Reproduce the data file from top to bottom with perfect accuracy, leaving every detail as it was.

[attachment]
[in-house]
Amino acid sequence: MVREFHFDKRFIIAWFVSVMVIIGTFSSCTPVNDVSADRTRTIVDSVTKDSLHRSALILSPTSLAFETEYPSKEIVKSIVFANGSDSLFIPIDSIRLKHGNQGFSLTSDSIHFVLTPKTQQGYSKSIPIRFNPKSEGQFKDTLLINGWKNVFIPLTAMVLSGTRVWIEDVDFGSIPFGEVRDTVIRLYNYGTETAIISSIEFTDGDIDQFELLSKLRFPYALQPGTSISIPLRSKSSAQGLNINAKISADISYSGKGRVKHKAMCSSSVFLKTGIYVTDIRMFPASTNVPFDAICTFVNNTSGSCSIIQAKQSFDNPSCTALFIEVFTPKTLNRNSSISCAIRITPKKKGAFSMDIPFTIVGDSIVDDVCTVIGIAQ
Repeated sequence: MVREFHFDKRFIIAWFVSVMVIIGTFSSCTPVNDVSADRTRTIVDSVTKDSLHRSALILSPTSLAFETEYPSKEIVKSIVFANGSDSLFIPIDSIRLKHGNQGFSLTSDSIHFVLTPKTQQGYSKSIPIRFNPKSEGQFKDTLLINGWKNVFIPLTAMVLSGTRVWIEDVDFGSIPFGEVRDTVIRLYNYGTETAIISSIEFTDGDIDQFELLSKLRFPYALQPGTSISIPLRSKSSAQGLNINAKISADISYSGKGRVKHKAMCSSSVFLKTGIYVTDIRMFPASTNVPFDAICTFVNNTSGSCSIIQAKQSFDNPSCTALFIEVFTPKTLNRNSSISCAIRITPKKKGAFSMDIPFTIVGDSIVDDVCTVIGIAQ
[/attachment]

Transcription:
[in-house]
Amino acid sequence: MVREFHFDKRFIIAWFVSVMVIIGTFSSCTPVNDVSADRTRTIVDSVTKDSLHRSALILSPTSLAFETEYPSKEIVKSIVFANGSDSLFIPIDSIRLKHGNQGFSLTSDSIHFVLTPKTQQGYSKSIPIRFNPKSEGQFKDTLLINGWKNVFIPLTAMVLSGTRVWIEDVDFGSIPFGEVRDTVIRLYNYGTETAIISSIEFTDGDIDQFELLSKLRFPYALQPGTSISIPLRSKSSAQGLNINAKISADISYSGKGRVKHKAMCSSSVFLKTGIYVTDIRMFPASTNVPFDAICTFVNNTSGSCSIIQAKQSFDNPSCTALFIEVFTPKTLNRNSSISCAIRITPKKKGAFSMDIPFTIVGDSIVDDVCTVIGIAQ
Repeated sequence: MVREFHFDKRFIIAWFVSVMVIIGTFSSCTPVNDVSADRTRTIVDSVTKDSLHRSALILSPTSLAFETEYPSKEIVKSIVFANGSDSLFIPIDSIRLKHGNQGFSLTSDSIHFVLTPKTQQGYSKSIPIRFNPKSEGQFKDTLLINGWKNVFIPLTAMVLSGTRVWIEDVDFGSIPFGEVRDTVIRLYNYGTETAIISSIEFTDGDIDQFELLSKLRFPYALQPGTSISIPLRSKSSAQGLNINAKISADISYSGKGRVKHKAMCSSSVFLKTGIYVTDIRMFPASTNVPFDAICTFVNNTSGSCSIIQAKQSFDNPSCTALFIEVFTPKTLNRNSSISCAIRITPKKKGAFSMDIPFTIVGDSIVDDVCTVIGIAQ